Idrisova’s superb coloratura singing lends Rosmonda a more distinct profile in Act Two, not least in the aria ‘Il padre mi sgrida,’ in which the singer’s imperturbable assurance is astounding. In both the touching ‘Priva del caro sposo’ and the terzetto with Germanico and Arminio, Idrisova’s Rosmonda refuses to hide in the shadows of male egos. Her interpretation of the aria ‘Dite, che far degg’io?’ in Act Three is molded with punctilious care for maintaining the line without lessening the poignancy of the text. Wife and husband blend their voices handsomely in Rosmonda’s duetto with Arminio, Idrisova phrasing ‘Se viver non poss’io’ with guileless simplicity. The considerable challenges of Porpora’s music for Rosmonda notwithstanding, the touchstone of Idrisova’s performance is dramatic directness. The evenness of her singing is sporadically compromised by thinning of the tone above the stave, but she is a Rosmonda whose few moments of stress are unflinchingly integrated into an honest depiction of a woman whose prevailing loyalty is to love.

Created in Germanico’s Roman première by the celebrated castrato Caffarelli, Farinelli’s rival for the distinction of being remembered as Porpora’s most accomplished pupil, the proud Teutonic chieftain Arminio is inimical to the colonizing Romans despite the danger to himself and the people he loves. Casting rôles written for Caffarelli can be one of the most daunting aspects of modern productions of Eighteenth-Century operas: generally both high and florid, music tailored to the castrato’s abilities is awkward for many countertenors and mezzo-sopranos. In this performance of Germanico in Germania, mezzo-soprano Mary-Ellen Nesi sings Caffarelli’s part with swagger that suggests that the castrato’s boasts that he rather than Farinelli was Porpora’s greatest protégé were not unfounded. From Arminio’s first entrance in Act One, Nesi makes the valiant warrior a dangerous adversary for Rome and Germanico, presenting his defiance with unshakably firm vocalism. There are ungainly moments in her register shifts in the aria ‘Serba costante il core,’ but she commands the tessitura with few of the shortcomings that mar other singers’ performances of similar music.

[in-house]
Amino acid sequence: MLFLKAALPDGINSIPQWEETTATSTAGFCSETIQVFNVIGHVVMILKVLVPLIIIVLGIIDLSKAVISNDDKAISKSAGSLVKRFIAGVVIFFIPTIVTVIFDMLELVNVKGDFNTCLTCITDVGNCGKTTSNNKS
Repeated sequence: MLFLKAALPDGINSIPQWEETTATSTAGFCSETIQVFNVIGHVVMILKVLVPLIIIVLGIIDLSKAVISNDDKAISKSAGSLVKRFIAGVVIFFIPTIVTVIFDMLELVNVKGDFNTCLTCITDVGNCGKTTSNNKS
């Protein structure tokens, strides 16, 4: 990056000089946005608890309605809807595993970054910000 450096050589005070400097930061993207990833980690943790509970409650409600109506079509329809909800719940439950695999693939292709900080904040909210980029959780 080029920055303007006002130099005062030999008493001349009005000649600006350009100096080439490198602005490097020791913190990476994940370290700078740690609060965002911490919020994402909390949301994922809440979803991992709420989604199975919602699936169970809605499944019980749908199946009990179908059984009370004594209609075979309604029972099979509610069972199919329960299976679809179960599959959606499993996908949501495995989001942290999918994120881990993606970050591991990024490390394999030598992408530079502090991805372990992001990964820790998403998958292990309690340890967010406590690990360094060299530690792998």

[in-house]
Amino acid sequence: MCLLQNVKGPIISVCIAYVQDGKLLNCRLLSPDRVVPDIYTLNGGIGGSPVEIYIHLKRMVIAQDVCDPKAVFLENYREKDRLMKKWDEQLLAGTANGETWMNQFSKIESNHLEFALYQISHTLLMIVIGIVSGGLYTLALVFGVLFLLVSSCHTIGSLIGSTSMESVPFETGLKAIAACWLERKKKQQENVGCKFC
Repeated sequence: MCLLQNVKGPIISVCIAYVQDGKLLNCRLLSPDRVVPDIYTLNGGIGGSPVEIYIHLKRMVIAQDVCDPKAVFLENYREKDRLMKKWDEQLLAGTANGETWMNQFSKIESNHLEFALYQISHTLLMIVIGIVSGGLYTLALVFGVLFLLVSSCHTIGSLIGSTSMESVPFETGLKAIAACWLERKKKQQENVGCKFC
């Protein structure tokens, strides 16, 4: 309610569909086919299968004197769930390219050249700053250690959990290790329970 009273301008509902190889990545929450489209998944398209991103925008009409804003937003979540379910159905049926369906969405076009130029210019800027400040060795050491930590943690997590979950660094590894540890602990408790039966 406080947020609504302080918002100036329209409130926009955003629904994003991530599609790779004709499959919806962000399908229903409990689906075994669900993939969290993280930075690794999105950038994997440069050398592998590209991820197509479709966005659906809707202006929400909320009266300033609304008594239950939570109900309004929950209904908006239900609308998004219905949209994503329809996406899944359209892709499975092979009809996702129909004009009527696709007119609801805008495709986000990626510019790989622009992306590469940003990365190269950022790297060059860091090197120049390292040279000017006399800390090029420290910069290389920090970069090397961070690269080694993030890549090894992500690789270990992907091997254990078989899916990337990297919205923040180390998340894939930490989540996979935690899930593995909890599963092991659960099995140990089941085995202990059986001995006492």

The communicative power of Nesi’s voicing of ‘A lei, che il mondo adora’ discloses the rewards of her artistic shrewdness, but here and in the riveting accompagnato scene with Cecina in Act Two it is above all the quality of the voice that compels admiration. The fiendish divisions in ‘Empi, se mai disciolgo’ are dispatched with galvanizing precision at a brisk tempo, elevating the tension that erupts in her nuanced, radiantly beautiful account of ‘Parto, ti lascio, o cara.’ In Nesi’s performance, the character’s integrity is always apparent in the emotionally volatile terzetto with Rosmonda and Germanico. The mezzo-soprano wields such histrionic authority in her articulation of ‘Nemica del valor barbara sorte!’ that this scene in Act Three could veritably be an opera in its own right. The tenderness of this Arminio’s discourse with his wife in the duetto with Rosmonda, ‘Se viver non poss’io,’ is endearing, and, in the opera’s final scene, the accompagnato ‘Vindice Dea’ draws from Nesi declamation of poetic potency. Nesi has ever been a noteworthy interpreter of music originally composed for castrati, but her singing on these discs confirms that her work is one of the most cogent vindications of the rejuvenation of this repertoire.